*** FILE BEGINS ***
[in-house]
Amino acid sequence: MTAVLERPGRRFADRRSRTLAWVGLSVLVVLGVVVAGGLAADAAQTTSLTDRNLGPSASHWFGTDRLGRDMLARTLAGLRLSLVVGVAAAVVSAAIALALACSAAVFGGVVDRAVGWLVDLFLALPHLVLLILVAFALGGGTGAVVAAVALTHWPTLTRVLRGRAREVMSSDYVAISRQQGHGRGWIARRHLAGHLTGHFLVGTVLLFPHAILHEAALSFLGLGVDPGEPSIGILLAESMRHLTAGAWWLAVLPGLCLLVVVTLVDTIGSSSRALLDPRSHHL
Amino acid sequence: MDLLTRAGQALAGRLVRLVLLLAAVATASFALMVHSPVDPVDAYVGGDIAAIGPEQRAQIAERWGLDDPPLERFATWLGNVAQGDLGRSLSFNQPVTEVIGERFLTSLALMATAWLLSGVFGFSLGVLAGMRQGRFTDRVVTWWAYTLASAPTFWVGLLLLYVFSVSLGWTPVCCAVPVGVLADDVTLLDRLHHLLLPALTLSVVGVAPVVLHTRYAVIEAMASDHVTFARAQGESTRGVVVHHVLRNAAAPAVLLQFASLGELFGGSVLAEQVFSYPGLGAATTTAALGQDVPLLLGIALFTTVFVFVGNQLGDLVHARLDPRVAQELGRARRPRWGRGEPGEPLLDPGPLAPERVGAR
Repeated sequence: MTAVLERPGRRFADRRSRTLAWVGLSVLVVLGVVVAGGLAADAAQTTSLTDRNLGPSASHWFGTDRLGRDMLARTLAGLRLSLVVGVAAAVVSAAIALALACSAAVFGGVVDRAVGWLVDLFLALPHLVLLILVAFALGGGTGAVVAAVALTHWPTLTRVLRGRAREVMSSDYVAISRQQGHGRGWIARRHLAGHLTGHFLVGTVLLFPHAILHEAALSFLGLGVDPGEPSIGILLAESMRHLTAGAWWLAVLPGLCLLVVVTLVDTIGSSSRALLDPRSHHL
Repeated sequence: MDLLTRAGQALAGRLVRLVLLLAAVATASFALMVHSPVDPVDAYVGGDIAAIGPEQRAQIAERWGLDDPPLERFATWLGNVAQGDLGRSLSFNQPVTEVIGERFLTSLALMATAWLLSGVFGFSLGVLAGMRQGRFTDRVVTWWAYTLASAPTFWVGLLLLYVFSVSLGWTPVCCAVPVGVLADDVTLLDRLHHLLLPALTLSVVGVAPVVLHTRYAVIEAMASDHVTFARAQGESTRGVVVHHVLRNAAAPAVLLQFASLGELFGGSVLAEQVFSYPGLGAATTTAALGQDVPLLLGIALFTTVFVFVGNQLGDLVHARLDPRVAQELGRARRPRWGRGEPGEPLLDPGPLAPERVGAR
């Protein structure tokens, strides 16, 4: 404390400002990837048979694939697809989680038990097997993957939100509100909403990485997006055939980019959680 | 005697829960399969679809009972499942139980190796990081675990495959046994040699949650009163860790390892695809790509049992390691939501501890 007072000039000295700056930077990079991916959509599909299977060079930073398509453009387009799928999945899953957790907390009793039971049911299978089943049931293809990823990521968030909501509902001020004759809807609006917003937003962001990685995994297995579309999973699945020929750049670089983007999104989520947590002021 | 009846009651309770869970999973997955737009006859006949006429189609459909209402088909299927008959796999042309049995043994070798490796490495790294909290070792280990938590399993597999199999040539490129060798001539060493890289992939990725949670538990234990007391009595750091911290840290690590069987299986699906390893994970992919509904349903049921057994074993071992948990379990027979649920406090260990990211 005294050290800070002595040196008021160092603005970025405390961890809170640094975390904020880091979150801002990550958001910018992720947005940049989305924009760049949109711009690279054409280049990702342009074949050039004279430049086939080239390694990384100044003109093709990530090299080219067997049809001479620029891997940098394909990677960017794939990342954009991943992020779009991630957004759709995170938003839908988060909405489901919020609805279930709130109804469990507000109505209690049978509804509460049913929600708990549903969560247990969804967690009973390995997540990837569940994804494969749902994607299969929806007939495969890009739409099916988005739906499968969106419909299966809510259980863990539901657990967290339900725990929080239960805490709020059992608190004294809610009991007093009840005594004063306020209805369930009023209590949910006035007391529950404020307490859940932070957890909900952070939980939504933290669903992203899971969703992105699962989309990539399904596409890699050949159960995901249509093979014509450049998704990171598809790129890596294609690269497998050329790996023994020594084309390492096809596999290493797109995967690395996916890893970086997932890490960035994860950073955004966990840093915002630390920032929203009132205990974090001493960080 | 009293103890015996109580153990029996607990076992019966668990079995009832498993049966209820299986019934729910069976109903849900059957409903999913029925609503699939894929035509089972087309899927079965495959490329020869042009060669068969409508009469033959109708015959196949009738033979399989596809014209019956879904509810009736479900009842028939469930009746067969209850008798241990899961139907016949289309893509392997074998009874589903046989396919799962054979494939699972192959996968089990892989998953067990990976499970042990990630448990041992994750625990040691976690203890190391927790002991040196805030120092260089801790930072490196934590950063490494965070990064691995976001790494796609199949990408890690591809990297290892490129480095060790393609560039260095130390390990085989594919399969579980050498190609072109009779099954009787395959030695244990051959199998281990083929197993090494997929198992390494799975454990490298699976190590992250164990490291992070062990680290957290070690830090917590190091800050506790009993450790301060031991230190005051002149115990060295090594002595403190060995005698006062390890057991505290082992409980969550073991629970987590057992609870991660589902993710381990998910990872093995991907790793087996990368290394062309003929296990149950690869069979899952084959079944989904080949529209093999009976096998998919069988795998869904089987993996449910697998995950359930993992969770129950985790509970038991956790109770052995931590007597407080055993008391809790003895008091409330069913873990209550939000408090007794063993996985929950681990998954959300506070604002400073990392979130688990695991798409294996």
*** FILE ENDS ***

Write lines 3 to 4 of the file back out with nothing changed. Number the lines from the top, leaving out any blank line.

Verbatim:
Amino acid sequence: MDLLTRAGQALAGRLVRLVLLLAAVATASFALMVHSPVDPVDAYVGGDIAAIGPEQRAQIAERWGLDDPPLERFATWLGNVAQGDLGRSLSFNQPVTEVIGERFLTSLALMATAWLLSGVFGFSLGVLAGMRQGRFTDRVVTWWAYTLASAPTFWVGLLLLYVFSVSLGWTPVCCAVPVGVLADDVTLLDRLHHLLLPALTLSVVGVAPVVLHTRYAVIEAMASDHVTFARAQGESTRGVVVHHVLRNAAAPAVLLQFASLGELFGGSVLAEQVFSYPGLGAATTTAALGQDVPLLLGIALFTTVFVFVGNQLGDLVHARLDPRVAQELGRARRPRWGRGEPGEPLLDPGPLAPERVGAR
Repeated sequence: MTAVLERPGRRFADRRSRTLAWVGLSVLVVLGVVVAGGLAADAAQTTSLTDRNLGPSASHWFGTDRLGRDMLARTLAGLRLSLVVGVAAAVVSAAIALALACSAAVFGGVVDRAVGWLVDLFLALPHLVLLILVAFALGGGTGAVVAAVALTHWPTLTRVLRGRAREVMSSDYVAISRQQGHGRGWIARRHLAGHLTGHFLVGTVLLFPHAILHEAALSFLGLGVDPGEPSIGILLAESMRHLTAGAWWLAVLPGLCLLVVVTLVDTIGSSSRALLDPRSHHL